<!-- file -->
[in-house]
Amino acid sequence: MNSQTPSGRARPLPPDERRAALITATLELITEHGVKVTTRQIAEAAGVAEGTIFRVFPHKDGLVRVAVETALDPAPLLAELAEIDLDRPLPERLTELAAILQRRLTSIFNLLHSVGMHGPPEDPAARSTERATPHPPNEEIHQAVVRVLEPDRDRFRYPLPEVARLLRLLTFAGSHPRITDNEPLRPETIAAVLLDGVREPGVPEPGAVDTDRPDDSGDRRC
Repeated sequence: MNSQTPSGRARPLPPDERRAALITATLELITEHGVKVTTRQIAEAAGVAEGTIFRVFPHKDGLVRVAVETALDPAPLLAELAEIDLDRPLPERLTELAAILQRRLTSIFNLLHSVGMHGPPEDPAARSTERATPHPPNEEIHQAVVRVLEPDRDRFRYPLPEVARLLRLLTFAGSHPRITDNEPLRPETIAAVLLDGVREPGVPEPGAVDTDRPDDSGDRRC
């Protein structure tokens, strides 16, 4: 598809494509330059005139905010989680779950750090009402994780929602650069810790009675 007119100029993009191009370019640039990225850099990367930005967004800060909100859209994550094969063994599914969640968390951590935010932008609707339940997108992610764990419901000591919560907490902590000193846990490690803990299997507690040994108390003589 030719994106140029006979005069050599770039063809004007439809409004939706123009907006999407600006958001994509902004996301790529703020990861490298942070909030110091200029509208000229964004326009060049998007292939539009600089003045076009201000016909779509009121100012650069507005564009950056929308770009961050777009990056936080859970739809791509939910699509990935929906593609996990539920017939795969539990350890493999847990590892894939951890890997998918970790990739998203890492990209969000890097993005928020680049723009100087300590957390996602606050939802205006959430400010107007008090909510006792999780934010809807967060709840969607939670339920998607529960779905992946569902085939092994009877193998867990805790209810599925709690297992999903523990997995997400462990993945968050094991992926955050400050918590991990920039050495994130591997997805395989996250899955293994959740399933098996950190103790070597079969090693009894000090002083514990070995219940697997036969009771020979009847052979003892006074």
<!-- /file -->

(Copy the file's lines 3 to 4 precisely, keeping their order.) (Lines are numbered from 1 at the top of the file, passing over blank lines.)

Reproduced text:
Repeated sequence: MNSQTPSGRARPLPPDERRAALITATLELITEHGVKVTTRQIAEAAGVAEGTIFRVFPHKDGLVRVAVETALDPAPLLAELAEIDLDRPLPERLTELAAILQRRLTSIFNLLHSVGMHGPPEDPAARSTERATPHPPNEEIHQAVVRVLEPDRDRFRYPLPEVARLLRLLTFAGSHPRITDNEPLRPETIAAVLLDGVREPGVPEPGAVDTDRPDDSGDRRC
């Protein structure tokens, strides 16, 4: 598809494509330059005139905010989680779950750090009402994780929602650069810790009675 007119100029993009191009370019640039990225850099990367930005967004800060909100859209994550094969063994599914969640968390951590935010932008609707339940997108992610764990419901000591919560907490902590000193846990490690803990299997507690040994108390003589 030719994106140029006979005069050599770039063809004007439809409004939706123009907006999407600006958001994509902004996301790529703020990861490298942070909030110091200029509208000229964004326009060049998007292939539009600089003045076009201000016909779509009121100012650069507005564009950056929308770009961050777009990056936080859970739809791509939910699509990935929906593609996990539920017939795969539990350890493999847990590892894939951890890997998918970790990739998203890492990209969000890097993005928020680049723009100087300590957390996602606050939802205006959430400010107007008090909510006792999780934010809807967060709840969607939670339920998607529960779905992946569902085939092994009877193998867990805790209810599925709690297992999903523990997995997400462990993945968050094991992926955050400050918590991990920039050495994130591997997805395989996250899955293994959740399933098996950190103790070597079969090693009894000090002083514990070995219940697997036969009771020979009847052979003892006074």